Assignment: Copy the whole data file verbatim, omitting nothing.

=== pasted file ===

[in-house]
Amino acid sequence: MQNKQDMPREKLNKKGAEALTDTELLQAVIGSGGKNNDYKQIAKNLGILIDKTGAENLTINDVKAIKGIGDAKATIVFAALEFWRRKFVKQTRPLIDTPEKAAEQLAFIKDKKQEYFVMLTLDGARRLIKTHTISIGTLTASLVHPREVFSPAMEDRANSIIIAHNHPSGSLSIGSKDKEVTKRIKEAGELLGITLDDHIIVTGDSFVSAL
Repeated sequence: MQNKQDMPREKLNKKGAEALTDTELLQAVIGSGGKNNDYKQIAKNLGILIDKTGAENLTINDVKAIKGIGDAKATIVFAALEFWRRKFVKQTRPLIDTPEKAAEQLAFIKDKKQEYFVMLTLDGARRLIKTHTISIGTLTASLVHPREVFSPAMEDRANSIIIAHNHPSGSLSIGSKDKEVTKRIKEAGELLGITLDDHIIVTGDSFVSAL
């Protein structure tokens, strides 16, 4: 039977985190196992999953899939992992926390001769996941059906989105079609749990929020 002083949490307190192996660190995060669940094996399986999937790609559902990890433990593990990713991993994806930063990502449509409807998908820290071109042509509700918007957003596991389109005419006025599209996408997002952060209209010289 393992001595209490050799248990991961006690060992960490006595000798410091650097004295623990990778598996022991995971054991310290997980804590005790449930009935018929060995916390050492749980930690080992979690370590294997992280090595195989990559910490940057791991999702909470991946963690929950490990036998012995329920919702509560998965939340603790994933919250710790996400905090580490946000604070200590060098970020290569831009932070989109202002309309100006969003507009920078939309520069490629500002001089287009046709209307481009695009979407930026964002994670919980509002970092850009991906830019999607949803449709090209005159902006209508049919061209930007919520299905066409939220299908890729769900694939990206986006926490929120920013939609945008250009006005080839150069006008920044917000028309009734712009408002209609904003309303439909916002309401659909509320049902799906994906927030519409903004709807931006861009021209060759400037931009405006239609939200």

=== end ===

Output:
[in-house]
Amino acid sequence: MQNKQDMPREKLNKKGAEALTDTELLQAVIGSGGKNNDYKQIAKNLGILIDKTGAENLTINDVKAIKGIGDAKATIVFAALEFWRRKFVKQTRPLIDTPEKAAEQLAFIKDKKQEYFVMLTLDGARRLIKTHTISIGTLTASLVHPREVFSPAMEDRANSIIIAHNHPSGSLSIGSKDKEVTKRIKEAGELLGITLDDHIIVTGDSFVSAL
Repeated sequence: MQNKQDMPREKLNKKGAEALTDTELLQAVIGSGGKNNDYKQIAKNLGILIDKTGAENLTINDVKAIKGIGDAKATIVFAALEFWRRKFVKQTRPLIDTPEKAAEQLAFIKDKKQEYFVMLTLDGARRLIKTHTISIGTLTASLVHPREVFSPAMEDRANSIIIAHNHPSGSLSIGSKDKEVTKRIKEAGELLGITLDDHIIVTGDSFVSAL
């Protein structure tokens, strides 16, 4: 039977985190196992999953899939992992926390001769996941059906989105079609749990929020 002083949490307190192996660190995060669940094996399986999937790609559902990890433990593990990713991993994806930063990502449509409807998908820290071109042509509700918007957003596991389109005419006025599209996408997002952060209209010289 393992001595209490050799248990991961006690060992960490006595000798410091650097004295623990990778598996022991995971054991310290997980804590005790449930009935018929060995916390050492749980930690080992979690370590294997992280090595195989990559910490940057791991999702909470991946963690929950490990036998012995329920919702509560998965939340603790994933919250710790996400905090580490946000604070200590060098970020290569831009932070989109202002309309100006969003507009920078939309520069490629500002001089287009046709209307481009695009979407930026964002994670919980509002970092850009991906830019999607949803449709090209005159902006209508049919061209930007919520299905066409939220299908890729769900694939990206986006926490929120920013939609945008250009006005080839150069006008920044917000028309009734712009408002209609904003309303439909916002309401659909509320049902799906994906927030519409903004709807931006861009021209060759400037931009405006239609939200």